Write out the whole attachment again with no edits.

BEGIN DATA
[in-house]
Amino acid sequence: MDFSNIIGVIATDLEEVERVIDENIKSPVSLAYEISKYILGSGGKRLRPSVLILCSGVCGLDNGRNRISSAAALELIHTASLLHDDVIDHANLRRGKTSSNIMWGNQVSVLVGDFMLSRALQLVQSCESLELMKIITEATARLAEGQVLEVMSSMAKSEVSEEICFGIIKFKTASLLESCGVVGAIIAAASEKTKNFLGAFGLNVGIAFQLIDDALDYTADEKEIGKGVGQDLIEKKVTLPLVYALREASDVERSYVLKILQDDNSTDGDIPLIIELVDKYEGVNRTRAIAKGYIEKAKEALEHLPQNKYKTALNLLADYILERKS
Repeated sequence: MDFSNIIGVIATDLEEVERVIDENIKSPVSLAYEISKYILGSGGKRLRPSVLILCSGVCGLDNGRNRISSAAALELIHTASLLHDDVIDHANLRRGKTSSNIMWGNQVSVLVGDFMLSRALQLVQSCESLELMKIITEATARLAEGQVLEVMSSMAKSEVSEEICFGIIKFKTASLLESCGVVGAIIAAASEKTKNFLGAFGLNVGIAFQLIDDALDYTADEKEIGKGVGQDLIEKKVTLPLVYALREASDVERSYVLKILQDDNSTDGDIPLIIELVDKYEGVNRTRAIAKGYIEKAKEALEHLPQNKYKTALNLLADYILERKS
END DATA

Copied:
[in-house]
Amino acid sequence: MDFSNIIGVIATDLEEVERVIDENIKSPVSLAYEISKYILGSGGKRLRPSVLILCSGVCGLDNGRNRISSAAALELIHTASLLHDDVIDHANLRRGKTSSNIMWGNQVSVLVGDFMLSRALQLVQSCESLELMKIITEATARLAEGQVLEVMSSMAKSEVSEEICFGIIKFKTASLLESCGVVGAIIAAASEKTKNFLGAFGLNVGIAFQLIDDALDYTADEKEIGKGVGQDLIEKKVTLPLVYALREASDVERSYVLKILQDDNSTDGDIPLIIELVDKYEGVNRTRAIAKGYIEKAKEALEHLPQNKYKTALNLLADYILERKS
Repeated sequence: MDFSNIIGVIATDLEEVERVIDENIKSPVSLAYEISKYILGSGGKRLRPSVLILCSGVCGLDNGRNRISSAAALELIHTASLLHDDVIDHANLRRGKTSSNIMWGNQVSVLVGDFMLSRALQLVQSCESLELMKIITEATARLAEGQVLEVMSSMAKSEVSEEICFGIIKFKTASLLESCGVVGAIIAAASEKTKNFLGAFGLNVGIAFQLIDDALDYTADEKEIGKGVGQDLIEKKVTLPLVYALREASDVERSYVLKILQDDNSTDGDIPLIIELVDKYEGVNRTRAIAKGYIEKAKEALEHLPQNKYKTALNLLADYILERKS